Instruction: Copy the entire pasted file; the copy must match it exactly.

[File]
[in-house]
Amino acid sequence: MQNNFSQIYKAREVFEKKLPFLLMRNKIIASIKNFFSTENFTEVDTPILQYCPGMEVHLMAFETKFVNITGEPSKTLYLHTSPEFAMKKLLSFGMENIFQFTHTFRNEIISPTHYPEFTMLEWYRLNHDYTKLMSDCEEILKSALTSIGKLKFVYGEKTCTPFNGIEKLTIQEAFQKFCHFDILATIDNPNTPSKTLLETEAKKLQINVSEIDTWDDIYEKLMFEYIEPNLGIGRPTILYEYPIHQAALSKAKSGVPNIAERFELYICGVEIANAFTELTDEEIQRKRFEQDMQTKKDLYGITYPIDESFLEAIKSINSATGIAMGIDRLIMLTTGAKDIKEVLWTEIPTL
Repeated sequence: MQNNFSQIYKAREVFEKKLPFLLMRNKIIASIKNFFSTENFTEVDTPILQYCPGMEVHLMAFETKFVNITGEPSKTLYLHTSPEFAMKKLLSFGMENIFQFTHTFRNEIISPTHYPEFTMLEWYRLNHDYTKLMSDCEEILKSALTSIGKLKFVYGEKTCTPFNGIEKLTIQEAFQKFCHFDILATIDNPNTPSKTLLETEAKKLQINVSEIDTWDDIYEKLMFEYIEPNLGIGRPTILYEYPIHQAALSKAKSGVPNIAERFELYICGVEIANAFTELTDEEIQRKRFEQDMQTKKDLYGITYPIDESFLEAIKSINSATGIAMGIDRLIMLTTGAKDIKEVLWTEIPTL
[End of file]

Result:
[in-house]
Amino acid sequence: MQNNFSQIYKAREVFEKKLPFLLMRNKIIASIKNFFSTENFTEVDTPILQYCPGMEVHLMAFETKFVNITGEPSKTLYLHTSPEFAMKKLLSFGMENIFQFTHTFRNEIISPTHYPEFTMLEWYRLNHDYTKLMSDCEEILKSALTSIGKLKFVYGEKTCTPFNGIEKLTIQEAFQKFCHFDILATIDNPNTPSKTLLETEAKKLQINVSEIDTWDDIYEKLMFEYIEPNLGIGRPTILYEYPIHQAALSKAKSGVPNIAERFELYICGVEIANAFTELTDEEIQRKRFEQDMQTKKDLYGITYPIDESFLEAIKSINSATGIAMGIDRLIMLTTGAKDIKEVLWTEIPTL
Repeated sequence: MQNNFSQIYKAREVFEKKLPFLLMRNKIIASIKNFFSTENFTEVDTPILQYCPGMEVHLMAFETKFVNITGEPSKTLYLHTSPEFAMKKLLSFGMENIFQFTHTFRNEIISPTHYPEFTMLEWYRLNHDYTKLMSDCEEILKSALTSIGKLKFVYGEKTCTPFNGIEKLTIQEAFQKFCHFDILATIDNPNTPSKTLLETEAKKLQINVSEIDTWDDIYEKLMFEYIEPNLGIGRPTILYEYPIHQAALSKAKSGVPNIAERFELYICGVEIANAFTELTDEEIQRKRFEQDMQTKKDLYGITYPIDESFLEAIKSINSATGIAMGIDRLIMLTTGAKDIKEVLWTEIPTL